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IRS to Start Requiring Facial Recognition for Tax Transcripts and Payments

That verification requirement will soon be required for all taxpayers to view other personal tax documents on the IRS website. Tax practitioners who use a secure service will still have access to IRS transcripts.

Facial Recognition- Pixabay-Tumisu-13e5478e0_1280

Earlier this month, the IRS started requiring identity verification through the third-party contractor in order to use the IRS website to verify taxpayer identity before viewing taxpayers’ child tax credit and advance credit payments.

That verification requirement will soon be required for all taxpayers to view other personal tax documents on the IRS website. Although is widely-used, including by other government entities, and is generally considered secure, the thought of facial recognition being implemented by the agency many Americans already love to hate will be at least somewhat disturbing to some.

“Facial recognition technology … has been proven time and time again to have biases and privacy implications that must be carefully considered for both functional and ethical perspectives,” said Paul Laudanski, Head of Threat Intelligence at the security technology firm Tessian. “In addition, not all people have equal access to biometric authentication capabilities whether due to lack of access to reliable internet services, devices with compatible cameras and sensors, or simply because they don’t have compatible physical characteristics. This also presents issues with addressing identity theft. 

According to The Washington Post, “Taxpayers will still be able to file their returns the old-fashioned way. But by this summer, anyone wanting to access their records – including details about child tax credits, payment plans or tax transcripts – on the IRS website will be required to record a video of their face with their computer or smartphone and send it to the private contractor to confirm their identity.” (Via Yahoo! News: is a Virginia-based company with contracts with multiple states and almost a dozen federal agencies, including the Veterans Administration and Department of Labor.

The company’s two-year contract with the Treasury Department and the IRS is reported to be worth $86 million, which by federal standards is somewhat low, but the current implementation is still limited.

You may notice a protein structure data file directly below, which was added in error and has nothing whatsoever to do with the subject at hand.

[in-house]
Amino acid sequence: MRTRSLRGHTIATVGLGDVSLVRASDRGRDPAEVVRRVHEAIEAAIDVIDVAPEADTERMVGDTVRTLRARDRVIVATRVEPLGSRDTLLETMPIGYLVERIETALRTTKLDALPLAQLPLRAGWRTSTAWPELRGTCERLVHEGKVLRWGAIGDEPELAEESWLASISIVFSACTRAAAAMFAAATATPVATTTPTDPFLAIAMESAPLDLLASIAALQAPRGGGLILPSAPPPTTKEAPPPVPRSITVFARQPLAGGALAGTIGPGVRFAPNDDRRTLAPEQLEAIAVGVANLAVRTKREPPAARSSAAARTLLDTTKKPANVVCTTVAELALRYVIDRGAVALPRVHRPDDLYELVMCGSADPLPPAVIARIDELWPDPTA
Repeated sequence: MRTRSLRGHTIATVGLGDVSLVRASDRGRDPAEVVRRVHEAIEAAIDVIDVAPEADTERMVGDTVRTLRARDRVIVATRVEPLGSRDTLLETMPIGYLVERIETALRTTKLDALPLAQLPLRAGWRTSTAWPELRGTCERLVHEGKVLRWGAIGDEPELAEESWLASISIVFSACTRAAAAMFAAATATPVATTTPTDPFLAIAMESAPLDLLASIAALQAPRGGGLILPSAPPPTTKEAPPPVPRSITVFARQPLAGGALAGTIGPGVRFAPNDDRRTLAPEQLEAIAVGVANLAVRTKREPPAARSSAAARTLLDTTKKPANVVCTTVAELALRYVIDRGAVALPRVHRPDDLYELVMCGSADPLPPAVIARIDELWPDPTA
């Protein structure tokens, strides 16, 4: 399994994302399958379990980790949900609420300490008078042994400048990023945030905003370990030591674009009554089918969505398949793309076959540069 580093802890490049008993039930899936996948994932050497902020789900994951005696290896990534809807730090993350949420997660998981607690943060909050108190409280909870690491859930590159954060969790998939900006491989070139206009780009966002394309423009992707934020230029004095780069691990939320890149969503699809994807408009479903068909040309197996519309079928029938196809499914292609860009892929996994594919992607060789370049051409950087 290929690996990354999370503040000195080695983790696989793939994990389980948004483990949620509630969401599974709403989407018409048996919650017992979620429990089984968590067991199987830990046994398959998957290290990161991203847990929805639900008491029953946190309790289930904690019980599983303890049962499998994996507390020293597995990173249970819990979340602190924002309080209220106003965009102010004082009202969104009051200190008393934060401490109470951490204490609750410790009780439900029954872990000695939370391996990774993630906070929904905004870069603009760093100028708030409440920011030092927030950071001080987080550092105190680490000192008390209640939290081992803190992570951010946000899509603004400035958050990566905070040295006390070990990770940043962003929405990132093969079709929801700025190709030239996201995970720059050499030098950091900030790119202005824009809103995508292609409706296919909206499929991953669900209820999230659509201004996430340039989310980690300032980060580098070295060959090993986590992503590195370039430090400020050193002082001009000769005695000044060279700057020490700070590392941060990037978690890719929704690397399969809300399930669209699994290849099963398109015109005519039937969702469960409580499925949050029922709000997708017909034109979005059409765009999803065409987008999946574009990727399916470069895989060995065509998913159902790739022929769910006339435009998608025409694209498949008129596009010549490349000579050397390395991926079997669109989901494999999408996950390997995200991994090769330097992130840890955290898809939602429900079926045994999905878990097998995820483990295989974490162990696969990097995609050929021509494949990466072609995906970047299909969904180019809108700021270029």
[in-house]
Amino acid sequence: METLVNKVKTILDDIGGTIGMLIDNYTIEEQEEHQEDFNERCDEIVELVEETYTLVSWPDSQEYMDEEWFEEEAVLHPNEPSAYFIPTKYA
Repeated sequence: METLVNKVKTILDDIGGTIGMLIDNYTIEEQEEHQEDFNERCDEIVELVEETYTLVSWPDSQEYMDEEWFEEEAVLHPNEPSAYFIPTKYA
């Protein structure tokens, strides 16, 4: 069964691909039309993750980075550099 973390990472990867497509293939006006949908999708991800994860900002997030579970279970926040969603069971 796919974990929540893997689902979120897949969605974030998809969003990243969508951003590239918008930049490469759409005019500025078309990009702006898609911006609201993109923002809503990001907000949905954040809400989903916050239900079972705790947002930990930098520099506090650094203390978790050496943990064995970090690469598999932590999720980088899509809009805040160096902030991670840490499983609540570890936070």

One of the biggest concerns for many Americans is security, aside from conjuring up thoughts of a sci-fi futuristic authoritarian government. The top legal representative for the Electronic Privacy Information Center, Jeramie Scott, told the Post, “You go from a government agency, that at least has some obligation under the Privacy Act and other laws, to a third party, where [there’s a] lack of transparency and understanding, and the potential risks go up.”

Publicly, the IRS has stated that it takes security and “inequities in service seriously.”

The system is available on computers or mobile devices, and it guides users through a process that includes taking a picture of their face, official identification (drivers license or passport, for example), and occasionally other documents. On the back end, if the automated system is unsure if the images match, it may require additional supporting information or get a human involved in the verification process. says it allows users to select a setting to delete their images and data after use, but IRS rules suggest the company may have to retain that data for up to seven years.

Tax preparers who request transcripts on behalf of their clients may ask how this change will impact them. According to Jordan Ray, chief revenue officer at Canopy Tax, “Our users are already accustomed to the IRS verification process required to establish an online account. While including facial recognition as part of the one-time setup process may lead to some initial friction from users, we are confident that challenges will be minimal. To minimize disruptions, we encourage our users to transition to the new process well ahead of the summer 2022 deadline.” Canopy Tax users have access to a secure login with the IRS whereby they can pull down transcripts of client returns.

“Because security is a top priority for both CPAs and individuals, we support the IRS’s initiatives to create a more secure process to accessing important tax documents, like transcripts, said Larry Furr, Canopy’s chief product officer. “At Canopy, we go to great lengths to incorporate the latest security measures and ensure our software functions well with the enhanced security measures made by other third-party partners.” 

[Note: The author of this article has used for VA purposes.]

More on IRS facial recognition:

– Washington Post (via Yahoo! News):

– IRS Website: